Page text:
Friday 8th August 2003
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Lawyers, regulators, investors, and politicians have jostled to get in on the act. Auditors and investment banks have copped huge fines. Company executives have been jailed. The careers and reputations of once-mighty analysts lie in ruins.
The shock waves have rippled outward. In the UK, rules designed to tighten up corporate governance have been hastily adopted.
In Australia, where the US shenanigans rubbed nerves already sore from the HIH collapse, the Australian Securities and Investments Commission (ASIC) and the Australian Stock Exchange have heightened their surveillance and introduced screeds of new rules.
ASIC this week launched a sweep with that will scrutinise the financial statements of 440 listed companies in an effort to flush out any instances of book-cooking, manipulation, or just plain ignoring accounting standards.
The latest offensive follows a massive exercise last year that examined the financials of all 1500 listed issuers.
The aim was primarily to ensure there were no timebombs ticking away in corporate Australia. The commission looked specifically for illicit capitalisation of expenses, WorldCom's besetting sin, the concealed off-balance sheet subsidiaries that brought Enron down, or the revenue inflation practised by Xerox, Tyco, Global Crossing and a host of others.
The exercise unearthed only 31 transgressions, none of them serious, but that hasn't deterred ASIC.
This time around the watchdog has gone out of its way to emphasise that it is on the lookout for auditors who turn a blind eye as much as for sinning companies themselves.
Here in Godzone business has gone on pretty much as usual.
The government, reluctant for once to jump in to remedy an illness that hasn't been diagnosed, has been silent on the corporate governance question while the Stock Exchange, after extensive consultation, has unveiled a minimalist code that even regulation-weary companies can live with.
Attempts to find our very own corporate reporting scandal have come to nothing. Last year certain parties with a beef with Tranz Rail tried to get traction with a story the company had been capitalising "routine" maintenance expenditure as WorldCom did to inflate its revenues and profits.
But the effort fizzled out when Tranz Rail's institutional shareholders declared themselves perfectly comfortable with the accounting treatment.
Another slap, at Telecom over revenue booked from the sale of international cable capacity, was deflected when the commission gave the carrier a clean bill of health.
The Shareholders' Association has also been having a crack, without success so far.
In May it wrote to the Institute of Chartered Accountants questioning accounting practices at medical supplies distributor Ebos and steel distributor Steel & Tube. The institute said it saw no problems "in principle" with the practices the association queried.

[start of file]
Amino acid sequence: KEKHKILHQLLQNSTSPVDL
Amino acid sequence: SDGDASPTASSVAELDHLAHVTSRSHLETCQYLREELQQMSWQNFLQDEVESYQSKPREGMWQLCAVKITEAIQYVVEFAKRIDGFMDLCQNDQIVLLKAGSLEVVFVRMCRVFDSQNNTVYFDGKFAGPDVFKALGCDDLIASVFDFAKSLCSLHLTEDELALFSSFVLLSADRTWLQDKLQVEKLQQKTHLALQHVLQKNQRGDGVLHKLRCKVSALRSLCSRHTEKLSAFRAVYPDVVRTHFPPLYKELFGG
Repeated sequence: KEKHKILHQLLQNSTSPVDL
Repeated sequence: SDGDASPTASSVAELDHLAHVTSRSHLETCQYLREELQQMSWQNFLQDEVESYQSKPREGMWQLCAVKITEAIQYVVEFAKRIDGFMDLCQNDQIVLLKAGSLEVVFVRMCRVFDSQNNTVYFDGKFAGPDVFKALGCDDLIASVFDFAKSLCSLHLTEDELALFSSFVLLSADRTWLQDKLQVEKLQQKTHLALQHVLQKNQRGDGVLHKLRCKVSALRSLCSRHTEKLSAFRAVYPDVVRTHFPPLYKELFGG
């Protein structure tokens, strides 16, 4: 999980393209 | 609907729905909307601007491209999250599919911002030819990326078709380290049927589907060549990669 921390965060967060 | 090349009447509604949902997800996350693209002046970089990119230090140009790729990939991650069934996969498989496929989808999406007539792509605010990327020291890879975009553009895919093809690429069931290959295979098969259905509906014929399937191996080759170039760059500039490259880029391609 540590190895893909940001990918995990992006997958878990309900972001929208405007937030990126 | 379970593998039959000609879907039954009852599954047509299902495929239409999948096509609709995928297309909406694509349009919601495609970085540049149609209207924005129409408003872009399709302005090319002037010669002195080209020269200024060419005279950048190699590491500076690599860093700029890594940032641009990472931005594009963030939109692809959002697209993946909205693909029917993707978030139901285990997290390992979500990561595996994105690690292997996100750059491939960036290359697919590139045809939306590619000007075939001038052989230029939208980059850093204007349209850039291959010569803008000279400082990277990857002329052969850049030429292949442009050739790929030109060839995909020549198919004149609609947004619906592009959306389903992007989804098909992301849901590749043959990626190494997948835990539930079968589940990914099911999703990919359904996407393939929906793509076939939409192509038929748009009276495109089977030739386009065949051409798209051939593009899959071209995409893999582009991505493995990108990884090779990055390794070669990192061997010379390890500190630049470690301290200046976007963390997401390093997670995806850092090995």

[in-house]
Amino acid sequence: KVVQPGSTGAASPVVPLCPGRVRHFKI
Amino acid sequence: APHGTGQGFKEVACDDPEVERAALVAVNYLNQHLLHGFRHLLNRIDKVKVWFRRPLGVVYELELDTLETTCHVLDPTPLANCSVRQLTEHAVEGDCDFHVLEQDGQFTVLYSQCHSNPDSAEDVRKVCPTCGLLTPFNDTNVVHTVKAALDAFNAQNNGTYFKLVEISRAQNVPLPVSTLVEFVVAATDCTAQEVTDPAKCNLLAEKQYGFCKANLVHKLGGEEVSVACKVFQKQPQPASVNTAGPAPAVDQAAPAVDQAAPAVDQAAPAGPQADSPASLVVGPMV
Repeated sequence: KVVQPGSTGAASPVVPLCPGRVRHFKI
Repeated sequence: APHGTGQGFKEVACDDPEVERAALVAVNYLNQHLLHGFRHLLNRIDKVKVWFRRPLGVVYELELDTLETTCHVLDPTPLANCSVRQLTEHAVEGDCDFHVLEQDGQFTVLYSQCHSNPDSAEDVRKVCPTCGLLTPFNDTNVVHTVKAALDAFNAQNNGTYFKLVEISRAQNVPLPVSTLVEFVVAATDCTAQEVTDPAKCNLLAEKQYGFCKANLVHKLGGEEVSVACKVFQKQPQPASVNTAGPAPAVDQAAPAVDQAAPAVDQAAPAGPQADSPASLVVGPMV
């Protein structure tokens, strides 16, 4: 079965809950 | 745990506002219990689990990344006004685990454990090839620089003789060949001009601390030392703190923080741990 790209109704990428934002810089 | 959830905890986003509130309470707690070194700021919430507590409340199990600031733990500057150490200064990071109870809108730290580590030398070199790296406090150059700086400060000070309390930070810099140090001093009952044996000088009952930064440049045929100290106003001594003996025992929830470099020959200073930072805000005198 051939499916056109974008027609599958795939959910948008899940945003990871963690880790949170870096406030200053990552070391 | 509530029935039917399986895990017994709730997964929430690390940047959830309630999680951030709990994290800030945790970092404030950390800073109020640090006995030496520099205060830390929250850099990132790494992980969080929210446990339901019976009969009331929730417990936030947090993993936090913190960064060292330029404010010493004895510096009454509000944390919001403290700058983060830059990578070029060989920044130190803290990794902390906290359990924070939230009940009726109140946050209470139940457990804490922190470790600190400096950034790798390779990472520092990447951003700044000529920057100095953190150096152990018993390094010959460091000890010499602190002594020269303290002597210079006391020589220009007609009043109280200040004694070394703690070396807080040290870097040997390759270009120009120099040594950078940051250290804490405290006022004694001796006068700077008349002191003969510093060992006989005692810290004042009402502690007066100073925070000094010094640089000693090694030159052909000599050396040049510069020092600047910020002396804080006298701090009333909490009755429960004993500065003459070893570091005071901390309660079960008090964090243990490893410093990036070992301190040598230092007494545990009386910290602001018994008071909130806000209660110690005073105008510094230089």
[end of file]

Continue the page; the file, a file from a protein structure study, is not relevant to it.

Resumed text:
Tranz Rail was in the gun again in May when investors complained its accounts hadn't disclosed as a current liability an obligation to pay down bank debt. The company conceded there had been "an oversight."
Plastics packaging group Vertex has been in the news for the past year. Its prospectus and subsequent disclosures came in for Stock Exchange and Securities Commission scrutiny, without result.
The most intriguing case to date has been Tower, which was last year required by its new auditor to start amortising goodwill, and to backdate the charges all the way back to demutualisation.
The change resulted in a $135 million writedown but the interest from regulators has been zero.
The failure of efforts to find any instance of accounting hanky-panky has not been enough to convince the hawks that greater regulatory scrutiny of our listed companies isn't needed.
The Securities Commission, under former ASIC commissioner Jane Diplock, has successfully sought a mandate from the government to examine listed company financial reports and to pursue breaches of accounting standards, as ASIC does.
That doesn't necessarily mean she has her sights on ASIC-style annual sweeps of the listed sector. The possibility Big Sister may be watching tempers temptation whether she is or not.
Shoeshine will be amazed if the commission unearths anything more sinister than negligence or ignorance of correct accounting treatment.
The listed sector which, like private or public unlisted enterprises, struggles under a massive burden of compliance, can well do without having to go through the audit process twice ­ or three times, if the Inland Revenue Department wants to look at the books.
Auditors, who have been throwing their weight around more liberally than they did pre-Enron, will have even more reason pursue a strict line, particularly as the Shareholders' Association is waving a legal club around.
And for companies reluctant to take up the Stock Exchange's invitation to list, commission scrutiny will be one more reason to stay private.
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